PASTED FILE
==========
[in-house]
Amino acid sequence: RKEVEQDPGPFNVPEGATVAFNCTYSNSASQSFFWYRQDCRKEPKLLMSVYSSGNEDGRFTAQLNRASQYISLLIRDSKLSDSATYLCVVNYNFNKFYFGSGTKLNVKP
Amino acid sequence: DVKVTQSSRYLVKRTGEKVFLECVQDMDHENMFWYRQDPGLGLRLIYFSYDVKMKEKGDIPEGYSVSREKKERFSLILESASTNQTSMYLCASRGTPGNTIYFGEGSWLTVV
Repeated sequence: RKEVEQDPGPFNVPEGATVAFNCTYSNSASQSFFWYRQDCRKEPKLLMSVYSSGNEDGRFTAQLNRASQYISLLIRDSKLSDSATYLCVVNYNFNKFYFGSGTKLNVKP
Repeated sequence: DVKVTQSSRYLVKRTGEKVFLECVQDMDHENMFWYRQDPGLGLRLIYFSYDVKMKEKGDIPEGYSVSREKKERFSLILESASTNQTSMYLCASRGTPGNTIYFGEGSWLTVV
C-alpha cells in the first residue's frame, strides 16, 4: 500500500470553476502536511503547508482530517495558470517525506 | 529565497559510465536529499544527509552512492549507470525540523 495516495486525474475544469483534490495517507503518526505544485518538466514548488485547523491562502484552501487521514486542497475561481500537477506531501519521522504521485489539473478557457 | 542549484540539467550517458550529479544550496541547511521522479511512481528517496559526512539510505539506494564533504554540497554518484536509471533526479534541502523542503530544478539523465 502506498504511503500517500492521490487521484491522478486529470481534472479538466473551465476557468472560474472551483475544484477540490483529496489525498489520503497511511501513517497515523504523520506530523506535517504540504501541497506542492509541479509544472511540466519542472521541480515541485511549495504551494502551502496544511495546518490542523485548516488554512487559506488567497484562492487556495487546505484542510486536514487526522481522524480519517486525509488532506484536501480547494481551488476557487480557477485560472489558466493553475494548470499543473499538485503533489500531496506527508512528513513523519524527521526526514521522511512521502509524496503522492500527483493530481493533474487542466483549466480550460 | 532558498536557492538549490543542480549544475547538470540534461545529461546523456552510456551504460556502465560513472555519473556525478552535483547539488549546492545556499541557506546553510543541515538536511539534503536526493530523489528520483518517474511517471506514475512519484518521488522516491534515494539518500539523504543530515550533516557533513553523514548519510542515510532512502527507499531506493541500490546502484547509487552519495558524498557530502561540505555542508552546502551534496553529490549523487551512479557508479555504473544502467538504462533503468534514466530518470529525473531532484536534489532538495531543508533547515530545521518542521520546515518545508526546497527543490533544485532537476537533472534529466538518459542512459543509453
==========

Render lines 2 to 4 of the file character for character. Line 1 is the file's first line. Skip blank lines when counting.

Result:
Amino acid sequence: RKEVEQDPGPFNVPEGATVAFNCTYSNSASQSFFWYRQDCRKEPKLLMSVYSSGNEDGRFTAQLNRASQYISLLIRDSKLSDSATYLCVVNYNFNKFYFGSGTKLNVKP
Amino acid sequence: DVKVTQSSRYLVKRTGEKVFLECVQDMDHENMFWYRQDPGLGLRLIYFSYDVKMKEKGDIPEGYSVSREKKERFSLILESASTNQTSMYLCASRGTPGNTIYFGEGSWLTVV
Repeated sequence: RKEVEQDPGPFNVPEGATVAFNCTYSNSASQSFFWYRQDCRKEPKLLMSVYSSGNEDGRFTAQLNRASQYISLLIRDSKLSDSATYLCVVNYNFNKFYFGSGTKLNVKP